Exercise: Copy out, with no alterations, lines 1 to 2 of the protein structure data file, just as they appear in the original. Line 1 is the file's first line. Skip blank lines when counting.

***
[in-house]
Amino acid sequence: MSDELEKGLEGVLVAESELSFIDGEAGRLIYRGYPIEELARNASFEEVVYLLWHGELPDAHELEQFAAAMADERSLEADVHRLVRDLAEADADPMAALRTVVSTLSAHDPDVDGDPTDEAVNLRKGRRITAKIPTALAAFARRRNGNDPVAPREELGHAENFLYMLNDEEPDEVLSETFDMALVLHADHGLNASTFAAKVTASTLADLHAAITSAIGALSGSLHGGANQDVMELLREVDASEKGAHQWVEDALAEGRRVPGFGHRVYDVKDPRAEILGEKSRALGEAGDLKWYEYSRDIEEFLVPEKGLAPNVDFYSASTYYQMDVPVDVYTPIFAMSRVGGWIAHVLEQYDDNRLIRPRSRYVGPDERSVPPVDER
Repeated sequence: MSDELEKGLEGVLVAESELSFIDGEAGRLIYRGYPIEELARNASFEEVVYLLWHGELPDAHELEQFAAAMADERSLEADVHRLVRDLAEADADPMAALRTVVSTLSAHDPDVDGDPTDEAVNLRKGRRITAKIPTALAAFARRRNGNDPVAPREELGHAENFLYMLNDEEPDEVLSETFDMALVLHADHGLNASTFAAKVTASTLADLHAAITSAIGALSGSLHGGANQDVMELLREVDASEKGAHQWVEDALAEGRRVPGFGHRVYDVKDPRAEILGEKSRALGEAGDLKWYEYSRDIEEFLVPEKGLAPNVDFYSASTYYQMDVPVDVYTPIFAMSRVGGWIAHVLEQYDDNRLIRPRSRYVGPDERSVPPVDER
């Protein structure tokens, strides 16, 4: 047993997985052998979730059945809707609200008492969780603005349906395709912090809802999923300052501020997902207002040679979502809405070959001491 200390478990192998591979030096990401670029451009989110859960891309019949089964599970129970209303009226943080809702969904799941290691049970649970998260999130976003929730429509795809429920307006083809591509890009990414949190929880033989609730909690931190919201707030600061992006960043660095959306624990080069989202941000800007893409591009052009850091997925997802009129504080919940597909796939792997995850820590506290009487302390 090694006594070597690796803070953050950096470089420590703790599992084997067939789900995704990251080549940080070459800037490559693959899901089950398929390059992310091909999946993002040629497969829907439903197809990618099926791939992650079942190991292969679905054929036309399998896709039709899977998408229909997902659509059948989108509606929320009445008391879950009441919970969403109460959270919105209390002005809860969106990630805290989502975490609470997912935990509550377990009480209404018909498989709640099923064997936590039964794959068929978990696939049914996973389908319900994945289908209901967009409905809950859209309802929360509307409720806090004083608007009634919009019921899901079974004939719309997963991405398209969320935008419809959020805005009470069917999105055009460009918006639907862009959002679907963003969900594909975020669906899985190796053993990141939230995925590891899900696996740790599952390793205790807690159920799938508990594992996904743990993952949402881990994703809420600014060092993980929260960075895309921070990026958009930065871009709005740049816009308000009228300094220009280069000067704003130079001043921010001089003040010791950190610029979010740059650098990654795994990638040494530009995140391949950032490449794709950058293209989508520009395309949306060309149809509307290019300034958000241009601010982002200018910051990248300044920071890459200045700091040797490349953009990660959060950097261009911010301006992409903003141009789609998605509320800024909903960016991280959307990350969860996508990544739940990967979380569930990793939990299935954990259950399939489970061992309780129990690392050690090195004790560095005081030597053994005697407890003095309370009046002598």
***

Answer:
[in-house]
Amino acid sequence: MSDELEKGLEGVLVAESELSFIDGEAGRLIYRGYPIEELARNASFEEVVYLLWHGELPDAHELEQFAAAMADERSLEADVHRLVRDLAEADADPMAALRTVVSTLSAHDPDVDGDPTDEAVNLRKGRRITAKIPTALAAFARRRNGNDPVAPREELGHAENFLYMLNDEEPDEVLSETFDMALVLHADHGLNASTFAAKVTASTLADLHAAITSAIGALSGSLHGGANQDVMELLREVDASEKGAHQWVEDALAEGRRVPGFGHRVYDVKDPRAEILGEKSRALGEAGDLKWYEYSRDIEEFLVPEKGLAPNVDFYSASTYYQMDVPVDVYTPIFAMSRVGGWIAHVLEQYDDNRLIRPRSRYVGPDERSVPPVDER